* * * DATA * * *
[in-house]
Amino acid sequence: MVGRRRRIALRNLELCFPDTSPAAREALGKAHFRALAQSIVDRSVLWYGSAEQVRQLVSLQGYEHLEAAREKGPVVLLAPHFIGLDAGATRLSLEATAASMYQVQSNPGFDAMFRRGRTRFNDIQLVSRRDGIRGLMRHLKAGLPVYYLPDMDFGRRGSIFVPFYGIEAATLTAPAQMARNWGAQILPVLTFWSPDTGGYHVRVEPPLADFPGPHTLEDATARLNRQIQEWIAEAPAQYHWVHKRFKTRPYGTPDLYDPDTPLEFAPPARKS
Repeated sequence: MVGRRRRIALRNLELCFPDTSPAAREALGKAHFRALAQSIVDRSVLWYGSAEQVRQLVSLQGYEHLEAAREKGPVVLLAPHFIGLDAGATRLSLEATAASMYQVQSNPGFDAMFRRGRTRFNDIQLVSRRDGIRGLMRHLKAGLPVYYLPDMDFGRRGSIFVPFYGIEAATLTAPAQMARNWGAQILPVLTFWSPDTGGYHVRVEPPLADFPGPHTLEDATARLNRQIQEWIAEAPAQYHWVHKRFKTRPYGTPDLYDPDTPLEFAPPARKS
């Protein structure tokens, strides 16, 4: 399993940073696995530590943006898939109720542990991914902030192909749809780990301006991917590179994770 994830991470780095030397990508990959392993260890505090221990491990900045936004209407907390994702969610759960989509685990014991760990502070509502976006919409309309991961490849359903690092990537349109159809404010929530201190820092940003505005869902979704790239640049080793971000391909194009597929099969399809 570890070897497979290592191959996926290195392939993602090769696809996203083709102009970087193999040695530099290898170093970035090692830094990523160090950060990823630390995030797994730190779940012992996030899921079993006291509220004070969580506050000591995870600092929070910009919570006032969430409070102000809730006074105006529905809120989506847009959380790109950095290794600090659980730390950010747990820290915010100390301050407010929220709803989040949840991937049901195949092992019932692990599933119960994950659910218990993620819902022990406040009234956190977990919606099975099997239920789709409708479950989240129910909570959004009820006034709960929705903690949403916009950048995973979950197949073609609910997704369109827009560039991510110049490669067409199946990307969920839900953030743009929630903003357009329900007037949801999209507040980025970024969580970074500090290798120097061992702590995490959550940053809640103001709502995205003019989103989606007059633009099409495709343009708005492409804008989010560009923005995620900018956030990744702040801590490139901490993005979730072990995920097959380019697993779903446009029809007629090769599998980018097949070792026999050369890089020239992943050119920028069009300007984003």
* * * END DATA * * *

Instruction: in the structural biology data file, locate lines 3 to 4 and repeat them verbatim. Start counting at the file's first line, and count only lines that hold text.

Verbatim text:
Repeated sequence: MVGRRRRIALRNLELCFPDTSPAAREALGKAHFRALAQSIVDRSVLWYGSAEQVRQLVSLQGYEHLEAAREKGPVVLLAPHFIGLDAGATRLSLEATAASMYQVQSNPGFDAMFRRGRTRFNDIQLVSRRDGIRGLMRHLKAGLPVYYLPDMDFGRRGSIFVPFYGIEAATLTAPAQMARNWGAQILPVLTFWSPDTGGYHVRVEPPLADFPGPHTLEDATARLNRQIQEWIAEAPAQYHWVHKRFKTRPYGTPDLYDPDTPLEFAPPARKS
């Protein structure tokens, strides 16, 4: 399993940073696995530590943006898939109720542990991914902030192909749809780990301006991917590179994770 994830991470780095030397990508990959392993260890505090221990491990900045936004209407907390994702969610759960989509685990014991760990502070509502976006919409309309991961490849359903690092990537349109159809404010929530201190820092940003505005869902979704790239640049080793971000391909194009597929099969399809 570890070897497979290592191959996926290195392939993602090769696809996203083709102009970087193999040695530099290898170093970035090692830094990523160090950060990823630390995030797994730190779940012992996030899921079993006291509220004070969580506050000591995870600092929070910009919570006032969430409070102000809730006074105006529905809120989506847009959380790109950095290794600090659980730390950010747990820290915010100390301050407010929220709803989040949840991937049901195949092992019932692990599933119960994950659910218990993620819902022990406040009234956190977990919606099975099997239920789709409708479950989240129910909570959004009820006034709960929705903690949403916009950048995973979950197949073609609910997704369109827009560039991510110049490669067409199946990307969920839900953030743009929630903003357009329900007037949801999209507040980025970024969580970074500090290798120097061992702590995490959550940053809640103001709502995205003019989103989606007059633009099409495709343009708005492409804008989010560009923005995620900018956030990744702040801590490139901490993005979730072990995920097959380019697993779903446009029809007629090769599998980018097949070792026999050369890089020239992943050119920028069009300007984003």